Before buying the van, we actually weren’t really car people. We had only owned bikes and had biked everywhere. I’m a year round cyclist, braving the snow and ice and freezing temperatures in the winter to keep pedaling. I also built Shelby a powder blue cruiser for her birthday 2 years ago. So there’s a good chance we’d bike in (on a tandem if Shelby had her choice).

How do you manage to keep your gear safe all the time?

Safety in a camper van is probably one of the biggest concerns we had. The fact that we’re out on the street most of the time really makes us anxious about keeping our gear safe. We installed multiple GPS trackers in our van and gear to let us keep tabs on it, as well as an aftermarket alarm system. On top of that, we keep our gear in a padded, water proof, bomb proof case, locked to the frame of the van. Having a big black dog with a nasty bark helps too though.

What is your advice to other couples that would like to live in a van?

Be flexible. Living in a small space with a significant other will test you in ways you’re never really ready for, understand that living like this is all about being fluid, transient and flexible. It’s about changing all your plans at a moments notice and being okay with that. We’ve always tried to live by the principle that in our relationship one of us has to be the rock and one of us the pillow. Those roles reverse depending on what’s going on. If Shelby’s having a bad day, feeling home sick, down on her luck and taking it out on me, I have to be the pillow that is there for her. When I’m angry at the van because something’s broken again and she brings me some water while I’m out working in the heat. That’s what it’s about. It never works when we’re both being rocks or both being pillows. There needs to be balance. Lastly, we’d also say, think about what you really want. Don’t do anything because other people are doing it or because it looks pretty. At the end of the day, you’re the only people who will be there at 3 am when you’re wet and cold because the ceiling is leaking. None of your Instagram or blog followers will care about that. Create a life that you enjoy living, no matter what it looks like to others and be firm in the conviction that you are totally allowed to change your mind about what makes you happy.

What would the van of your dreams look like ?

We’re on the fence about that. Some days we want a brand new sprinter conversion with all the bells and whistles, but others we just want what does the trick and doesn’t break the bank. Compared to brick and mortar homes, these vans aren’t an investment in the physical sense. They only depreciate and at the cost of some of these campers there’s a lot of money to lose. So you have to look at what you’re gaining: mobility, freedom, months of care free living and life experiences. That’s what matters, that’s the investment. If you can get that for $1000 instead of $100 000, then that’s a lot of money saved to keep you traveling. Before we started the trip, we were really obsessed with the cult of owning the van, the modifications and interior design. Now that we’re six months into the trip, we realize that none of that actually matters. It’s what you experience while you’re traveling that you remember. We’ve been asked before if we had all the money in the world, would we still have the same van we have now. I think we would. Although a big RV would be nice, it wouldn’t give us the flexibility to go into cities and parallel park downtown. Our van is the perfect size to be comfortable living for two people, but small enough to get around. Features we thought we needed, like a shower, ended up being things we haven’t used once. You really can’t know what you need until you’re living and travelling in your van. To make a long story short, the trip should be what you dream about, not the object of the van, which is just a tool for you to see your dreams through.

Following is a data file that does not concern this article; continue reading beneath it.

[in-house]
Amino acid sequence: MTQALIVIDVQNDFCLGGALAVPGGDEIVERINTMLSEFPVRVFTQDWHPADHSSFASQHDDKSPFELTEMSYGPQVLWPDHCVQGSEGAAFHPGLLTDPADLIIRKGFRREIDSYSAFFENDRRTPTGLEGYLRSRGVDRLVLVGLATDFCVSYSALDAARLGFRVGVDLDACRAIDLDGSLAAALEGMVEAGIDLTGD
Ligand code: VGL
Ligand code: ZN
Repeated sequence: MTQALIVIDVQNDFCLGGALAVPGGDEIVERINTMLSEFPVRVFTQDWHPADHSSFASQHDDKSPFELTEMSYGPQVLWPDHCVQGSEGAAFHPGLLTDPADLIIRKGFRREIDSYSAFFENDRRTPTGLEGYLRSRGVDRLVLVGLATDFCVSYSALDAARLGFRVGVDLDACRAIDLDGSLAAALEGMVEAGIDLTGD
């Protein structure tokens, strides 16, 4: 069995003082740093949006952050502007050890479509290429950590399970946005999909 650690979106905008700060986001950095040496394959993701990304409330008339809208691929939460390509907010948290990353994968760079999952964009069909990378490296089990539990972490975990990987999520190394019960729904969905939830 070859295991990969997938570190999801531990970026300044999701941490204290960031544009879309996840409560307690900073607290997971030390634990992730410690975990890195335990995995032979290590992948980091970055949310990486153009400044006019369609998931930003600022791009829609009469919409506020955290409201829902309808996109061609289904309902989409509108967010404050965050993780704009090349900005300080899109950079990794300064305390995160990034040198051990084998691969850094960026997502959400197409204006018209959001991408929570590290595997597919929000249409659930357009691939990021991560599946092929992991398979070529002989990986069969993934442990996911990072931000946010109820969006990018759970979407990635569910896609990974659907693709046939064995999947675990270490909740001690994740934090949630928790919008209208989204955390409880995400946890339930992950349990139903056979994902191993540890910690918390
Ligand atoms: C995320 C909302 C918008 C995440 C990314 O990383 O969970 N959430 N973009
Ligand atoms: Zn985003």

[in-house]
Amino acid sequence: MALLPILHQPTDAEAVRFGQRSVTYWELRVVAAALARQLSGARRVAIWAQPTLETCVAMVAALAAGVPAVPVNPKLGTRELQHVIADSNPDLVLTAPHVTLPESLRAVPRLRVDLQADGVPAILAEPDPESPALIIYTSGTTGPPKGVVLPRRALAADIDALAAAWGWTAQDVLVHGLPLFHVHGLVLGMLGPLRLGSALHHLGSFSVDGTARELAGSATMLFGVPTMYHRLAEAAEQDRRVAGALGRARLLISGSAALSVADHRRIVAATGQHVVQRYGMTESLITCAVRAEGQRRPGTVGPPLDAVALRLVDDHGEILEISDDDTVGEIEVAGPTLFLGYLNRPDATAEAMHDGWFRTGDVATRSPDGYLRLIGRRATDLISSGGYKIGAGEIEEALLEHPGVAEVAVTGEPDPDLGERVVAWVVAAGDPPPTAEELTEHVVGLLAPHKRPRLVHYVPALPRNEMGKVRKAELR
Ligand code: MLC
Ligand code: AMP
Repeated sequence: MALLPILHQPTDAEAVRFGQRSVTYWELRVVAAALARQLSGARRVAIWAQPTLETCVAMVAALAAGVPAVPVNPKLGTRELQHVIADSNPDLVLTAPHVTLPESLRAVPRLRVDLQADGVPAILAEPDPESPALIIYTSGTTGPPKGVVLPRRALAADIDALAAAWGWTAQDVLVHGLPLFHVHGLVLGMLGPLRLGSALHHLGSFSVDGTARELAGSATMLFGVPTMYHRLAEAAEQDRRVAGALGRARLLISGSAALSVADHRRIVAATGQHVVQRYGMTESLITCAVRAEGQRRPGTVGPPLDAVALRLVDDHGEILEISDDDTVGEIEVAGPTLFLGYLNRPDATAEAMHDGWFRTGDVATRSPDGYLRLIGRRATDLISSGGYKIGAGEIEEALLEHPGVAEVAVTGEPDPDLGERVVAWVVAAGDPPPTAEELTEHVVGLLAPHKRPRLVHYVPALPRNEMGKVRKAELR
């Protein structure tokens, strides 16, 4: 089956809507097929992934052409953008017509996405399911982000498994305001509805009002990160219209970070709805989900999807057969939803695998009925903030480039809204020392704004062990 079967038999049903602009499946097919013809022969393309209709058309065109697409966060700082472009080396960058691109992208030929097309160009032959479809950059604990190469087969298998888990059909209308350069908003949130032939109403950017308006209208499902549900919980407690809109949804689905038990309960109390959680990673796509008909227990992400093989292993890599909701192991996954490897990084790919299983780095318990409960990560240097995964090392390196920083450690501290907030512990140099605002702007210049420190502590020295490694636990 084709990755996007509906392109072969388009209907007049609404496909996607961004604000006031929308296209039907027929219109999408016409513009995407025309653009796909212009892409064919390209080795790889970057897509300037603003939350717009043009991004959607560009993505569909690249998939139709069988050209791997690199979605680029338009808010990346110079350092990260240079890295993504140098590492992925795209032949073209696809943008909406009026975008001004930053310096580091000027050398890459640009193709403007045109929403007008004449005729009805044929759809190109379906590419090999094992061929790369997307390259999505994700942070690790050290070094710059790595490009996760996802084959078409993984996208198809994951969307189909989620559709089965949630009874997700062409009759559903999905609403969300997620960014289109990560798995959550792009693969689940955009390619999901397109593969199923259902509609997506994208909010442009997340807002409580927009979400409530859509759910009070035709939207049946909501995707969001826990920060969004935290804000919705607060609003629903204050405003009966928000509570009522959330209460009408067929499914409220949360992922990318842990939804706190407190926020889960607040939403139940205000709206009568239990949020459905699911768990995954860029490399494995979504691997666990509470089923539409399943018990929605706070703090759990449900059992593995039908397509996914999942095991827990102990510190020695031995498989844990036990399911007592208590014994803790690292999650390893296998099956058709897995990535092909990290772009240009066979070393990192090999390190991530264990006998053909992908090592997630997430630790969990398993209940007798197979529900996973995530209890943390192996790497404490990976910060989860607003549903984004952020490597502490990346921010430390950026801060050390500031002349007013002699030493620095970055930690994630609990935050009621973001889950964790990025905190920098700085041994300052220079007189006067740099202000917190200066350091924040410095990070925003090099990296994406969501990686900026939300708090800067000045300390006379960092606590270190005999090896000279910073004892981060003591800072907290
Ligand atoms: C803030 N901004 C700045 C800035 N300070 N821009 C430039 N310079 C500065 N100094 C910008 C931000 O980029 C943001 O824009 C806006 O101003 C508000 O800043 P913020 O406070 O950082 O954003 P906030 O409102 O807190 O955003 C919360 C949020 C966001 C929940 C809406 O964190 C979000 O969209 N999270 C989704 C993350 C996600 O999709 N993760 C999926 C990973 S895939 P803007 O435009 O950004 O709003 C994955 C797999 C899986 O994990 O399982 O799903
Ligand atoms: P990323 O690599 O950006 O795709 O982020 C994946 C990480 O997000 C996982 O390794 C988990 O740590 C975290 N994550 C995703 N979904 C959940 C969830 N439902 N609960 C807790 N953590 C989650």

Can you show us your 3 favorite #vanlife pictures?

1. This is the sightseeing thing we did after moving in. At park omega in Quebec they have kind of a Canadian safari and if you had carrots to treat the wildlife with they’d let you get really close. Somewhere in that park there’s a deer with lipstick on its lips.

2. Jasper Alberta.  We had to make a stop because the road was blocked by big horn sheeps. They climb up the side of the cliff to the road just to eat the salt in the winter. Best traffic jam of the trip.

3- First night not stealth camping we had a campfire and some great food in a field near Cornwall, Ontario. Was nice to feel like we could stretch out for the first time after a month in the van.